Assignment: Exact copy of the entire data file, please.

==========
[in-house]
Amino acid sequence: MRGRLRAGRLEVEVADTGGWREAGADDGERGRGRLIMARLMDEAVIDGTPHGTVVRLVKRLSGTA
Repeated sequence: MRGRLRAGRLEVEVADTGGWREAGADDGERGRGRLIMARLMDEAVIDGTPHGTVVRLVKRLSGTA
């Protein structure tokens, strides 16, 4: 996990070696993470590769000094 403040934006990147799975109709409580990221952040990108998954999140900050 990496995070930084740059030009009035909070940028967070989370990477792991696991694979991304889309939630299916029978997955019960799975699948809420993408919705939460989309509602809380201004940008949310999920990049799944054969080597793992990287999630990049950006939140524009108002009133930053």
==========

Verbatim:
[in-house]
Amino acid sequence: MRGRLRAGRLEVEVADTGGWREAGADDGERGRGRLIMARLMDEAVIDGTPHGTVVRLVKRLSGTA
Repeated sequence: MRGRLRAGRLEVEVADTGGWREAGADDGERGRGRLIMARLMDEAVIDGTPHGTVVRLVKRLSGTA
């Protein structure tokens, strides 16, 4: 996990070696993470590769000094 403040934006990147799975109709409580990221952040990108998954999140900050 990496995070930084740059030009009035909070940028967070989370990477792991696991694979991304889309939630299916029978997955019960799975699948809420993408919705939460989309509602809380201004940008949310999920990049799944054969080597793992990287999630990049950006939140524009108002009133930053």